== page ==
The time has come for learning within the UK adult social care sector to receive a well-deserved overhaul.
After years of bolt-on amendments, the government has recognised the power of investing in learning to support the revolution of the care system at a time of significant pressure.
The existing mechanisms have become outdated and are no longer able to best support care providers. A national system – enabled by technology and supported by a bespoke infrastructure – will ensure the sector is able to meet the evolving challenges it faces.
Revitalising a fragmented system
The current system faces a number of challenges: it’s fragmented and delivery is pretty localised. This can make return on investment (ROI) hard to measure. The links back to policy can be weak or difficult to discern, and it can be very hard to get traction.
On top of this, learning within the sector can feel like something that interferes with work; it certainly doesn’t sit naturally within the flow of what people are doing.
Part of the issue is that learning currently follows a very traditional format. Progress is being made on this front and there has been increasing recognition of the importance of a formalised, national learning infrastructure within the care sector.
But there is still room for improvement when you contrast the care sector to the NHS, for example, where a nurse would have their CPD mapped out in front of them, and career-long learning is a huge investment.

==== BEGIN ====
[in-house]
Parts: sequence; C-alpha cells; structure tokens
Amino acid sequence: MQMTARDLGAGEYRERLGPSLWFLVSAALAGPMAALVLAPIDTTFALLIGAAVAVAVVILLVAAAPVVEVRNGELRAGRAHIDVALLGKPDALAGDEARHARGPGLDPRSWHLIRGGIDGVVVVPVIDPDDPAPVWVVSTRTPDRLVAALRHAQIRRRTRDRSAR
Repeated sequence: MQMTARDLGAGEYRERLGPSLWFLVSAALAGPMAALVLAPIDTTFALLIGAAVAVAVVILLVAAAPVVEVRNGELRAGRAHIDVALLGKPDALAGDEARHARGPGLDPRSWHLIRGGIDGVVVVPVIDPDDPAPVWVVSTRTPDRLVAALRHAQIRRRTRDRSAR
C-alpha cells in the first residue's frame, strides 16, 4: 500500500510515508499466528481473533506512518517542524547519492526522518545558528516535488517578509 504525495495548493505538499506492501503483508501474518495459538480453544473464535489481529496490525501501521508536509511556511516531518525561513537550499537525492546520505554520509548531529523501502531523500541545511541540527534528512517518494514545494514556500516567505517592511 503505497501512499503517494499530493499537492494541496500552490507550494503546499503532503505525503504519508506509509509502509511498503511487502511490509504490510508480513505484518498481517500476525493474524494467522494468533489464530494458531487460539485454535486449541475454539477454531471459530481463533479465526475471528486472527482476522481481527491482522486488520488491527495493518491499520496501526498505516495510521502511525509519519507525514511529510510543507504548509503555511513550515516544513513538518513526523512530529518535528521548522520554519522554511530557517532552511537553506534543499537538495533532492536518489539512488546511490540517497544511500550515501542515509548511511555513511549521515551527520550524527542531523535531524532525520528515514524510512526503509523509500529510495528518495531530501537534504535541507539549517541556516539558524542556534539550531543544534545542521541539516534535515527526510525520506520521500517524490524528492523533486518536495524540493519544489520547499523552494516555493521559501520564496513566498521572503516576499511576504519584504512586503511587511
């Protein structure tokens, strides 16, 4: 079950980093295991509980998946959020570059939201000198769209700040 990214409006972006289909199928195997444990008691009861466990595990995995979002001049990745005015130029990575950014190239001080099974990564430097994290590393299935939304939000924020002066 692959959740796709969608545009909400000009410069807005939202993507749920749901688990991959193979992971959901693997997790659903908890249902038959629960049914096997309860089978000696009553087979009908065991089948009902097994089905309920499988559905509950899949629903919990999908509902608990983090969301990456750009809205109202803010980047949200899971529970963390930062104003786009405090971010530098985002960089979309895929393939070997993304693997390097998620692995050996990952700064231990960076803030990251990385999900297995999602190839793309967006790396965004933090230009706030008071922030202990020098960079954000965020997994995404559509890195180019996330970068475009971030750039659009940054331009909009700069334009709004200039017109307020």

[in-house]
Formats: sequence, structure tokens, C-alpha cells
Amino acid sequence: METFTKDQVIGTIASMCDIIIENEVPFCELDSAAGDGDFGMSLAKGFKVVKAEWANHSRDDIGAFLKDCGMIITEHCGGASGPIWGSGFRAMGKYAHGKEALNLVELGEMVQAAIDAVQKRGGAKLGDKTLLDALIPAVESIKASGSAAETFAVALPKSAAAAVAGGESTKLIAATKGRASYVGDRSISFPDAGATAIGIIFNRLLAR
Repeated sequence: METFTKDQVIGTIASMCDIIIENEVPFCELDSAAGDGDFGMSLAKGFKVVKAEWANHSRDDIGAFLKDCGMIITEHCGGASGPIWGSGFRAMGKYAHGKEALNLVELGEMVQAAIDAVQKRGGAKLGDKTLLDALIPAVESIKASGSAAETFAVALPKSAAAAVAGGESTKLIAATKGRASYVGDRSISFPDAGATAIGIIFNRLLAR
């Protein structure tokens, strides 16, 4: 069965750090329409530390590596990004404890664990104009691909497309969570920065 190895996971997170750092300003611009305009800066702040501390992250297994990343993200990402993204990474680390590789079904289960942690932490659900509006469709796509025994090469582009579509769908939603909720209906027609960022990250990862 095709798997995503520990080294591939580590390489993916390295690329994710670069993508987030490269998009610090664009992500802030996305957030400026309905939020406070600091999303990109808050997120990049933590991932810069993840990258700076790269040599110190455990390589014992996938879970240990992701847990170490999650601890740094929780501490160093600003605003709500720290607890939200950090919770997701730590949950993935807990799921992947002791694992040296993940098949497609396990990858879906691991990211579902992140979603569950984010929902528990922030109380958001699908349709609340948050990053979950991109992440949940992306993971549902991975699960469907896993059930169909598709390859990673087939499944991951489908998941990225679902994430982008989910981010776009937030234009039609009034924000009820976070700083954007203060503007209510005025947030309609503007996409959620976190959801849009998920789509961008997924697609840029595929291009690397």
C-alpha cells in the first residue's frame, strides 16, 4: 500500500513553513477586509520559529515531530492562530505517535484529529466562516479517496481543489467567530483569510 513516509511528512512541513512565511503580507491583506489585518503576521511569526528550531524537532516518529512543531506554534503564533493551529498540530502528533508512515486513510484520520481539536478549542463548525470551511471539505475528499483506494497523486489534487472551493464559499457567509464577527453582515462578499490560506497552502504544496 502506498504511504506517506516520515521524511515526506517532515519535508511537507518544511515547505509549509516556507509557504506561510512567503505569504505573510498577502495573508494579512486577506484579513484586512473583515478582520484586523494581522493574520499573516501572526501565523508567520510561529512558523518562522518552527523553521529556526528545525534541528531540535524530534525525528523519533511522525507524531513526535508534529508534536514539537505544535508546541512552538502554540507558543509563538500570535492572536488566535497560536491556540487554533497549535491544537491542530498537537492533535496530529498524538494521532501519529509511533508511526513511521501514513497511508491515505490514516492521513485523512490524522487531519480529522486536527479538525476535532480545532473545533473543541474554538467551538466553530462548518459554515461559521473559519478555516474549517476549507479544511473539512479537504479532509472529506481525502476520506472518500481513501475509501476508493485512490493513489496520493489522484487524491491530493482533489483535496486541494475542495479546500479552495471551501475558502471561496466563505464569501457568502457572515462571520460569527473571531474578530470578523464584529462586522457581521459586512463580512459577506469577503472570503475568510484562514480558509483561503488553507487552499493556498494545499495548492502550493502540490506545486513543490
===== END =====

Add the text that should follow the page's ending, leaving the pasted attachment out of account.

In its white paper last year, People at the Heart of Care: Adult Social Care Reform, the government recognised that change is needed. And it has earmarked significant investment to revolutionise learning within the care system.
Why learning is such a challenge
Adult social care is facing its toughest time yet and despite the long-term societal trends, we continue to see the sector deliver and grow.
The adult social care workforce has around 1.54 million people working in it. The pandemic has caused changes in the sector in the form of employment, retention, demographics and skills, forcing the workforce to be able to adapt and rise to such challenges. You can find out more in our recent report here, about how a learning solution can help address some of these issues and maximise the full potential of the future workforce.
The care landscape is becoming increasingly complex. There are more people calling on the sector’s services, and their needs are more complex as comorbidities increase.
All this combines to make staff morale a real issue. Despite a growing number of roles available, the sector struggles to attract and retain workers.
A coordinated learning infrastructure will create career paths and opportunities for those in the sector, making social care more attractive as an employment option. It also will bring standardisation of quality and knowledge. And it will help workers feel valued and recognised.
A learning structure fit for the future
Putting in place a nationwide system means creating infrastructure that is designed from the bottom up to be fit for purpose. It’s built for the complex needs of the social care system, rather than having evolved piecemeal and partially by accident. As a result, it’s more effective.